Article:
The greatest obstacle that One-Forty encounters, says Chen, is lingering public stereotypes about migrant workers — dishonesty, laziness, taking jobs from locals, and so on. These have improved greatly over recent years, but much work still needs to be done, and One-Forty believes the best approach is public advocacy, bringing members of the local and migrant worker communities together as “neighbors.” 

“The lingering stereotypes lead to distrust on the part of employers,” says Chen, “and to hindered social integration and a sense of loneliness and isolation on the part of workers.” The NGO is engaged in a long-term campaign with a 10-year horizon to slowly break down these prejudices, he goes on, “telling the Taiwanese public the stories of immigrant workers in different ways, including cultural-exchange activities, exhibits, articles, and videos, showing how ‘all dreams are created equal.’ A key time for us each year is the popular Eid al-Fitr in Taipei celebrations, when we stage exchange activities and special exhibits.”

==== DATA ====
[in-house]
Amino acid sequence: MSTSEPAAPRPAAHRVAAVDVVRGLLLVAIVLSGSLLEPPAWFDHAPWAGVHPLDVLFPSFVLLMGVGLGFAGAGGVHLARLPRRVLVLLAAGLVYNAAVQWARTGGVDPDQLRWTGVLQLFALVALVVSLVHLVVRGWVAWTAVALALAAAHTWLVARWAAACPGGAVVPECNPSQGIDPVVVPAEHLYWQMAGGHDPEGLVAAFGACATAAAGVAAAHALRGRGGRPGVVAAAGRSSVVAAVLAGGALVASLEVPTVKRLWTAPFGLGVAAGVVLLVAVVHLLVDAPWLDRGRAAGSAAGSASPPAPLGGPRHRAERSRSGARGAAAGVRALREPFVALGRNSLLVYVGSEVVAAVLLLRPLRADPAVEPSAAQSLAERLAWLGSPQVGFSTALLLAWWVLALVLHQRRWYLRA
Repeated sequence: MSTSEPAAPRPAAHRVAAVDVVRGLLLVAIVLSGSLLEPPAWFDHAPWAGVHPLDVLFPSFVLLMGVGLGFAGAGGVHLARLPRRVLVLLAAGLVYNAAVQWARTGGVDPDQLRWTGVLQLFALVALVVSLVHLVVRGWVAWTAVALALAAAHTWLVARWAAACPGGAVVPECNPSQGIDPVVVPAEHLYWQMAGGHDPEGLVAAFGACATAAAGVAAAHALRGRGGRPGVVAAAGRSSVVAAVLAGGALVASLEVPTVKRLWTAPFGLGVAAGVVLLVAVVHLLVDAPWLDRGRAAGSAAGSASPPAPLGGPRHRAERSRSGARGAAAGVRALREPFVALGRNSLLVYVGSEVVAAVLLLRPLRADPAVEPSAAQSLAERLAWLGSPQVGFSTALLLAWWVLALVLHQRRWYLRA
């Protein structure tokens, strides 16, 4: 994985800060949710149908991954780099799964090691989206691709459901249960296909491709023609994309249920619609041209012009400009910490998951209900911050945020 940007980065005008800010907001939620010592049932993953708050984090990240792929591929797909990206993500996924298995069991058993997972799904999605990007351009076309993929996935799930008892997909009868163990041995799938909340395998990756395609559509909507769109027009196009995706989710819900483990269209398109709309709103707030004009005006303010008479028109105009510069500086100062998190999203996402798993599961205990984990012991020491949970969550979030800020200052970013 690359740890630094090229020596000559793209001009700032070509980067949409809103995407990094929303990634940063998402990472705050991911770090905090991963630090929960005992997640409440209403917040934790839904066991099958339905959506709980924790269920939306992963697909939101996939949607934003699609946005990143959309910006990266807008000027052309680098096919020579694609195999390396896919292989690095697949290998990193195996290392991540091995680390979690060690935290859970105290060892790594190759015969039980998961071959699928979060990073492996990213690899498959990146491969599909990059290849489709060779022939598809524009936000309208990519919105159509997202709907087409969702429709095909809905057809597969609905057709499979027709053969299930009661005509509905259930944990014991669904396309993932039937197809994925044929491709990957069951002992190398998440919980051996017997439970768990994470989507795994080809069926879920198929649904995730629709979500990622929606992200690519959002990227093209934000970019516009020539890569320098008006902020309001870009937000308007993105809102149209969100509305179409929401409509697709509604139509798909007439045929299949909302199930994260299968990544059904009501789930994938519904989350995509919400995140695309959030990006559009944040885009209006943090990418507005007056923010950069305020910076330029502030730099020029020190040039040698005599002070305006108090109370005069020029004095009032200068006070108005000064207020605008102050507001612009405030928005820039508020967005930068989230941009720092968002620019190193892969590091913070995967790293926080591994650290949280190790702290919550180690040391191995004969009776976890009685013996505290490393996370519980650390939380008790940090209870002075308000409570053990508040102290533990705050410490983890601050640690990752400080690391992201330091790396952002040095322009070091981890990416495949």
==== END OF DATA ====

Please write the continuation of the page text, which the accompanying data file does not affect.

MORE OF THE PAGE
Over 100,000 members of the public have taken part in the NGO’s public advocacy campaign to date. “We’ve also steadily expanded our reach,” Chen says, “and now have 22 cities and counties in our accumulated coverage area.” 

首頁捐款CTA拷貝 (Copy)▲The team at One-Forty is comprised of young people who have a passion for migrant worker issues in Taiwan.

Workers returning home have set up a range of different businesses, from salons to restaurants and stores to more unusual ventures. “One returnee set up a shop specializing in pearl milk tea, and another even opened a small sheep farm. We send teams to the various Southeast Asia countries each year, with three basic goals: to find out how returnees are doing, to provide continuing life-skills help where needed, and to canvas returnees to find out how we can further improve our Taiwan services.” 

Chen adds that further proof of One-Forty’s strong impact is the fact that more and more Taiwan companies are “contacting us and asking us to set up special programs for their migrant-worker employees (paying a fee to cover costs). More and more of the workers have thus acquired the skills needed to receive promotions as supervisors, junior managers, etc.” 

Taiwan’s government and NGO efforts at inclusivity, he states, “is directly leading to win-win positivity for all stakeholders.”

NGOs helping migrant workers